. And we give it the numbers 1 to 12. So the first arguments are the actual numbers in the matrix. And then we give it the dimensions 4 and 3. So we want to make a 4 by 3 matrix. And there it is.

```
z <- matrix(seq(1,12),4,3); z
## [,1] [,2] [,3]
## [1,] 1 5 9
## [2,] 2 6 10
## [3,] 3 7 11
## [4,] 4 8 12
```

And so you see it’s taken the numbers in column order, which is a convention in R. And so now, just like with vectors, we can subset elements of a matrix with `[ ]`

. So here we want to see the third and fourth row, and the second and third column.

```
z[3:4,2:3]
## [,1] [,2]
## [1,] 7 11
## [2,] 8 12
```

And if I just put a comma and ignore the first index, you’ll just get the columns. So this gives us a second and third column of z.

```
z[ ,2:3]
## [,1] [,2]
## [1,] 5 9
## [2,] 6 10
## [3,] 7 11
## [4,] 8 12
```

And there is the first column of z.

```
z[ ,1]
## [1] 1 2 3 4
```

Now notice what’s happened. When we took just the first column of z, that became a vector and it actually dropped its matrix status. Sometimes that’s convenient. But a lot of the time, it’s not, especially when your programming and you don’t want to accidentally lose the status of a matrix. So the matrix subsetting has an argument, `drop`

, and here we say, `drop=FALSE`

, and it keeps that one column matrix as a matrix, and not a vector.

```
z[ ,1, drop=FALSE]
## [,1]
## [1,] 1
## [2,] 2
## [3,] 3
## [4,] 4
```

So there are various functions. You could query the dimension of a matrix. So `dim(z)`

gives you the dimensions of the matrix.

```
dim(z)
## [1] 4 3
```

So those are vectors and matrices. `ls()`

is a very nice command. It tells you what you have available in your working directory. And so we’ve got a number of variables there. The ones we’ve just made are x, y, and z. You can clean up your working directory. So for example, you can use the `rm()`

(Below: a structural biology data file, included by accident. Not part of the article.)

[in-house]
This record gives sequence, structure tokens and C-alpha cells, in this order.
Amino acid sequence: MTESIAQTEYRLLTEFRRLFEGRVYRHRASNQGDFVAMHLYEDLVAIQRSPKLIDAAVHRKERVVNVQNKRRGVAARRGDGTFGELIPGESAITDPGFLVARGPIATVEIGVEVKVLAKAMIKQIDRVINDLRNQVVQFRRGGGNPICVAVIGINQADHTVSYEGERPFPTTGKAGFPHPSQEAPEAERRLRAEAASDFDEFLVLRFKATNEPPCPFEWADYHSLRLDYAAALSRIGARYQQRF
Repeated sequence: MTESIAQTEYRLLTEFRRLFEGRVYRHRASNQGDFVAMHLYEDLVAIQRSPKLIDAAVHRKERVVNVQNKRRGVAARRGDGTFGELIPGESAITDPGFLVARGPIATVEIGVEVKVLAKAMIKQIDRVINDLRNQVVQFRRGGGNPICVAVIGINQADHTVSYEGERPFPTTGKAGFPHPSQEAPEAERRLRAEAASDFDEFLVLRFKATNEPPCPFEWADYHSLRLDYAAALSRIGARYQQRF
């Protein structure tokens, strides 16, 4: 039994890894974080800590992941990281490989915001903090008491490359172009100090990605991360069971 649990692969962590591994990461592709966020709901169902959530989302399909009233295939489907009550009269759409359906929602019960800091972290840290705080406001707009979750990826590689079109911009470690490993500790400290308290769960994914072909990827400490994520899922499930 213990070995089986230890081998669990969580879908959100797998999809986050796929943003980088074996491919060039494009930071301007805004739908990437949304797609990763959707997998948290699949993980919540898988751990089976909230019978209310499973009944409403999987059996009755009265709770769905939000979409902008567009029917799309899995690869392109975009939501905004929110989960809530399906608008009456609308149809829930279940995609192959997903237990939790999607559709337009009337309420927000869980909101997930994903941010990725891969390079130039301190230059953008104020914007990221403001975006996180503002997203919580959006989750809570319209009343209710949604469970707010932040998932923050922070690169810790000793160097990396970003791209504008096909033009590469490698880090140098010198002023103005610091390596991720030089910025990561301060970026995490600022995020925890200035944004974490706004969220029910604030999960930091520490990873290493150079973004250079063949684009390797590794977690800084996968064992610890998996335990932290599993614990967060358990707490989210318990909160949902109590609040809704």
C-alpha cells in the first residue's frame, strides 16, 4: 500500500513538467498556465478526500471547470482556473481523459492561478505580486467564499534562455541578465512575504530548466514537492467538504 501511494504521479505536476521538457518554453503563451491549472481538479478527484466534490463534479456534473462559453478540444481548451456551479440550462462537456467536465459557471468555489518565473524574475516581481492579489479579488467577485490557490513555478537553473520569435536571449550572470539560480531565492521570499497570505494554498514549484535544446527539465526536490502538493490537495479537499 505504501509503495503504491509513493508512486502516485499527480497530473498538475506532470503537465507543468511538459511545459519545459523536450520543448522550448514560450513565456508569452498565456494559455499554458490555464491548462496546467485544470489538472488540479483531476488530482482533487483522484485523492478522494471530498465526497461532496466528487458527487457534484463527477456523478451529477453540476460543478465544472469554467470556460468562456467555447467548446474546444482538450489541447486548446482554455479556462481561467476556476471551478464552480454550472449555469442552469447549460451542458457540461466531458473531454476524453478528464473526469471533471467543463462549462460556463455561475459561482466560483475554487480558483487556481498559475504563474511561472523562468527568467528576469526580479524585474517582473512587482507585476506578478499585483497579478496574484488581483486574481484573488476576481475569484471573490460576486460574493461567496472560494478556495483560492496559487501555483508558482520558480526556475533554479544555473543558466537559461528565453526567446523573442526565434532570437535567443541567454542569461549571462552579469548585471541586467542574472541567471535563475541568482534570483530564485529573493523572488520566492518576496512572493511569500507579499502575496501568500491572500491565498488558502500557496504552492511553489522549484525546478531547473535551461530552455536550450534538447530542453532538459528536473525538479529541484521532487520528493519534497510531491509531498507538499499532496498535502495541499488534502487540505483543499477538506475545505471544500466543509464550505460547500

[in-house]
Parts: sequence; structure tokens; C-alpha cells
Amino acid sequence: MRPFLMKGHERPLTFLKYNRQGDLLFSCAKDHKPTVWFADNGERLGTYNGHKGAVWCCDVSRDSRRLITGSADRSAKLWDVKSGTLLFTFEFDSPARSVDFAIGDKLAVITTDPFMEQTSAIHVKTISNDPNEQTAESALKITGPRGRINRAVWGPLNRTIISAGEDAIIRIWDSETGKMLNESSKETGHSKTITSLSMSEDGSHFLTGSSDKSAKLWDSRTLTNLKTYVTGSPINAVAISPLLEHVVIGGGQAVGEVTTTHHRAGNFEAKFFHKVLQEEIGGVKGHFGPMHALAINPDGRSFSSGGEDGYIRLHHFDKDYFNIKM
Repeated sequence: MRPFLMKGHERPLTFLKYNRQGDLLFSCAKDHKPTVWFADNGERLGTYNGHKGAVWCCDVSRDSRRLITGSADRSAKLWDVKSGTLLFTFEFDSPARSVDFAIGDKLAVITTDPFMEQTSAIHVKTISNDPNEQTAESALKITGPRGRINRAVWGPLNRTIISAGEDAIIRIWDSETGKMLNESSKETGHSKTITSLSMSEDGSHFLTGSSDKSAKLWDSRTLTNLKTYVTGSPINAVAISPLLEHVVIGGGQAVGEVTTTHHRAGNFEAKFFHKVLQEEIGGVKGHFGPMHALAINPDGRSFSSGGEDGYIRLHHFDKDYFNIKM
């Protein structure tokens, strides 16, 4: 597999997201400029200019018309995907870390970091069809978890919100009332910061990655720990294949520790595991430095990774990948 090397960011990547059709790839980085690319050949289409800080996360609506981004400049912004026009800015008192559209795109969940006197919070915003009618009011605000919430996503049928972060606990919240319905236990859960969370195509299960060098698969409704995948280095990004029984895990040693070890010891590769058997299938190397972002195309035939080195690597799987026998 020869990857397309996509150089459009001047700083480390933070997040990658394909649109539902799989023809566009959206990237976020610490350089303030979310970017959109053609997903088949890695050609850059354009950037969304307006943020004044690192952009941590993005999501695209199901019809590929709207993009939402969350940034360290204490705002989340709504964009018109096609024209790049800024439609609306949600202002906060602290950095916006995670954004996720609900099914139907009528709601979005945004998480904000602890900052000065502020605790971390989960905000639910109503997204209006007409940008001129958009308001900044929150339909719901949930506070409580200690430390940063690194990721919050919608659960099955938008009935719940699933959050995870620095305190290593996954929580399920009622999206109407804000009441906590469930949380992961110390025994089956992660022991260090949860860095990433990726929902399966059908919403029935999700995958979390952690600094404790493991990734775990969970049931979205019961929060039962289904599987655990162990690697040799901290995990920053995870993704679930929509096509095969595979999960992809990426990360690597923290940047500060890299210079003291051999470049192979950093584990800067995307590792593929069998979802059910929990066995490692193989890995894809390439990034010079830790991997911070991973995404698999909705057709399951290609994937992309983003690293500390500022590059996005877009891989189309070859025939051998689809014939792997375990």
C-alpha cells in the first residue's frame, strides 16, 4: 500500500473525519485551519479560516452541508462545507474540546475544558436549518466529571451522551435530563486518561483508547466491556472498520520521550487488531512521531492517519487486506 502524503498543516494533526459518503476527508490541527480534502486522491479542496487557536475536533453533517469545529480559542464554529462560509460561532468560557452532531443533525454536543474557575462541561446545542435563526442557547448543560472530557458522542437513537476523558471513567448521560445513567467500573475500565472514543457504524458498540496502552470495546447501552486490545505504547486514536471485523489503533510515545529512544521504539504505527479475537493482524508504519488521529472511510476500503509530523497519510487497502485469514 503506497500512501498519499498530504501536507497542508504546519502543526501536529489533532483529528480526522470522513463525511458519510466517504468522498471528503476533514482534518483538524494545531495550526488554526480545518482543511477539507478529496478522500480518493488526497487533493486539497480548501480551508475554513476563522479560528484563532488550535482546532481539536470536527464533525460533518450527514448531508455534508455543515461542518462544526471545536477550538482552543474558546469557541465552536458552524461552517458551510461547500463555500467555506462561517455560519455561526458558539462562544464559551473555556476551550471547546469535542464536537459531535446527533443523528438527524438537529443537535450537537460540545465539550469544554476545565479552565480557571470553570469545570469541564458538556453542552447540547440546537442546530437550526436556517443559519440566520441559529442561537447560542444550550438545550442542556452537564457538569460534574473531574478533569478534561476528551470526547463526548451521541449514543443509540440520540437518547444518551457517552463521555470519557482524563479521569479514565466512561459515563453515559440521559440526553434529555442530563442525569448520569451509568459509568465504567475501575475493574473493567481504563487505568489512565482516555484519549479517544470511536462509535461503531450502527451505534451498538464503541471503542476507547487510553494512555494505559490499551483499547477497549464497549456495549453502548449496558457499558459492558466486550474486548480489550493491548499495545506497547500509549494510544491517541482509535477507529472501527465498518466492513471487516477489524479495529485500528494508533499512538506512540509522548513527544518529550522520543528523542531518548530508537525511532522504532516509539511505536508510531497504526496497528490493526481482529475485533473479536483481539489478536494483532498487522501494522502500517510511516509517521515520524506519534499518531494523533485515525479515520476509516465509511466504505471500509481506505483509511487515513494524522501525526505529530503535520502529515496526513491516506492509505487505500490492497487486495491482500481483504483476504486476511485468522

command to remove y. And there we see y is gone.

```
ls()
## [1] "x" "y" "z"
rm(y)
ls()
## [1] "x" "z"
```

OK. So that’s making data, sort of directly. There’s other convenient ways, especially in statistics. You can often be doing simulations to test out routines, and to test out ideas. And so we need a good suite of tools for generating data. So `runif()`

is random uniform. So this command will create 50 random uniforms on 0, 1.

```
x<-runif(50)
```

And rnorm, is random norm, random gaussians, random normal variables. It will create 50 standard random normal variables.

```
y<-rnorm(50)
```

And let’s look at a plot of these variables. And so we plot x and y. And there we get a plot.

```
plot(x,y)
```

Now I must say, R graphics is really well designed. One doesn’t think too much about the design of graphics, but a lot goes into it, such as aspect ratios, how much space to put around the points on a plot, between the edge of the points and the axes. Just things like spacing of the axes, how many ticks, and so on. That all seems like trivial details, but it’s not. And this has been carefully thought of and designed. And therefore, R graphics, I think, are particularly attractive. Of course, I may be a little impervious since I’ve been an R, and its predecessor S, user for many, many years. So you could put, or you can annotate your plots. And add all kinds of features to your plots. So there’s the same plot, but we changed the plotting character, and we put axis labels.

```
plot(x,y,xlab="Random Uniform",ylab="Random Normal",pch="*",col="blue")
```

And there are many, many options for making plots. Here’s an option. And the `par()`

command allows you to set some of these options. Some you can do directly in the plot command, and some, like layout commands, you can set with `par()`

. So this is one that’s often used, `mfrow`

. It says we want to have a panel of plots with two rows and one column. And so that we do with the `mfrow`

command. And so now, if we do the same plot, in our plot region, you’ll see it’s a little squashed up now, because we want two plots in this region. And so in the second part of the region, we’re going to do a histogram of y.

```
par(mfrow=c(2,1))
plot(x,y)
hist(y)
```

And so that `mfrow`

, that division will stay in place until you reset it with another `mfrow`

command. And so there, we’ve reset it.

So we’ve created data manually. We’ve generated data using random number generators. And we saw uniform and normal. And there are many other distributions you can generate from. OK. So now we will read in some data that we’ve got in the system. For example, Excel is often the place where you store your data. And so we’re going to read that. There’s ways of doing this in R. So we use the `read.csv()`